OpenStack distributor Mirantis will work with Google and Intel to repackage the cloud platform for deployment via Docker containers managed with Kubernetes.
This is the most radical reworking of OpenStack yet, with major implications for Google’s planned open standard and open source hybrid cloud. It also shows how much OpenStack’s future depends on containers.
Containerize all the things!
The plan is to rework OpenStack’s deployment system, Fuel, so that OpenStack will run as a series of Docker containers on a minimal Linux installation derived from Debian and Ubuntu. General availability for this reworked OpenStack is expected in the first quarter of 2017.
Fuel will use Kubernetes to manage the containers, and to accomplish that, Mirantis will come on board as a major contributor to the Kubernetes project.
Mirantis CMO Boris Renski described in a phone call how the company had settled on Kubernetes as the orchestration platform after a year’s deliberation. The other candidates included Swarm and Mesos, but Kubernetes was fast becoming the dominant orchestration fabric. Renski characterized this as similar to OpenStack becoming the default choice of its kind compared to CloudStack or Eucalyptus.
The reworked, containerized OpenStack will run as “just another distributed app,” Renski explained. The Kubernetes APIs will be fully exposed; there will be no masking of them as there was with the Openstack Magnum subsystem.
“You could almost think of OpenStack as a PaaS for VMs that runs on top of Kubernetes/Docker,” said Renski.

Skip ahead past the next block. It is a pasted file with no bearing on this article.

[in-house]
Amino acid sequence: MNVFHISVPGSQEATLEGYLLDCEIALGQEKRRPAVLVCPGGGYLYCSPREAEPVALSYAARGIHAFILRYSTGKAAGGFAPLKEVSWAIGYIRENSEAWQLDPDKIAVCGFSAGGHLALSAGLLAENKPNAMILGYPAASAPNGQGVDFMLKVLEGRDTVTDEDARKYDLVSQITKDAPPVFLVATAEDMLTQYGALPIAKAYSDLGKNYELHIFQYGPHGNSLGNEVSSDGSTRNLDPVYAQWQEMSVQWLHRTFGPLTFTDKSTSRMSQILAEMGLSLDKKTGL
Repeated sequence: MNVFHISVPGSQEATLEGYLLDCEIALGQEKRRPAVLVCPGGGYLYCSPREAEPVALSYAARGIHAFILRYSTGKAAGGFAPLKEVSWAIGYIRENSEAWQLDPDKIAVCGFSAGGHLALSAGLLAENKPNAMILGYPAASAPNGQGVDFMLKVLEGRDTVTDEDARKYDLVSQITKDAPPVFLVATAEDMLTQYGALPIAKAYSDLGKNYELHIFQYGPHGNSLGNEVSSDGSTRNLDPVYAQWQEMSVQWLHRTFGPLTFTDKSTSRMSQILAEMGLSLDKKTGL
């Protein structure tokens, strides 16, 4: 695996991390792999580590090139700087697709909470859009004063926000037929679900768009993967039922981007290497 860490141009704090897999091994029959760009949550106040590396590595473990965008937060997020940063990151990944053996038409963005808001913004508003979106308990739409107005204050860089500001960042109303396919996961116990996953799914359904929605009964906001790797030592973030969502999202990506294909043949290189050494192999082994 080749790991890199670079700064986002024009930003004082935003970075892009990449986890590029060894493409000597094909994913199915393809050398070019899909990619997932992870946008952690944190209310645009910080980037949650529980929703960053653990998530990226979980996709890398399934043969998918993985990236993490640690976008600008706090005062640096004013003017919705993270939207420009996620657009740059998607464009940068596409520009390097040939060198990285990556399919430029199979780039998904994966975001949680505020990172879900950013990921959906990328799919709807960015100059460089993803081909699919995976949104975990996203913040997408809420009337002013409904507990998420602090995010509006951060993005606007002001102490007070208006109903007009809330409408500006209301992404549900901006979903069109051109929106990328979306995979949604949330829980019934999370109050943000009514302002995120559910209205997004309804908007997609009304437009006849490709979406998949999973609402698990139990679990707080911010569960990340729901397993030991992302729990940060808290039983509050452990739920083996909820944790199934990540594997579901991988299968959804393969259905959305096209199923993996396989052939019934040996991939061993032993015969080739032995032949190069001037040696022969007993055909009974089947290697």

The Google on-ramp
One Mirantis partner in this effort is Kubernetes creator Google. This isn’t happening merely because Mirantis wants to drive Kubernetes support as part of OpenStack’s development effort. It’s also because a containerized OpenStack could in theory run seamlessly on Google Container Engine — another step toward the open hybrid cloudGoogle’s been working on.
“Customers will get to this ‘nirvana state’ where you have one fabric all based on open standards and open APIs with OpenStack and Kubernetes combined,” said Renski. “Where you can run contains, VMs, and mixed workloads on one fabric — with the option to run that same fabric off-prem on Google Container Engine.”
This ambition is a none-too-subtle echo of what Microsoft is planning in the long run with its Azure Service Fabric. While Service Fabric will eventually be open source and enjoy strong support for containers, its current incarnation is quite complex.
By contrast, all the pieces in Renski’s vision are open source right now, although it isn’t clear how much easier a fully containerized OpenStack will be to set up and maintain. Mirantis wants to make OpenStack behave like Red Hat’s Project Atomic, where encapsulating all the components of the product in containers leads to less complex upgrades and rollbacks.
One of OpenStack’s biggest bugaboos has always been deploying, maintaining, and upgrading a given OpenStack installation. Every OpenStack vendor offers to make all of that less ornery, but if all of OpenStack is reinvented from the inside out, it’ll be one more reason to pick OpenStack as a whole, rather than side with any particular vendor.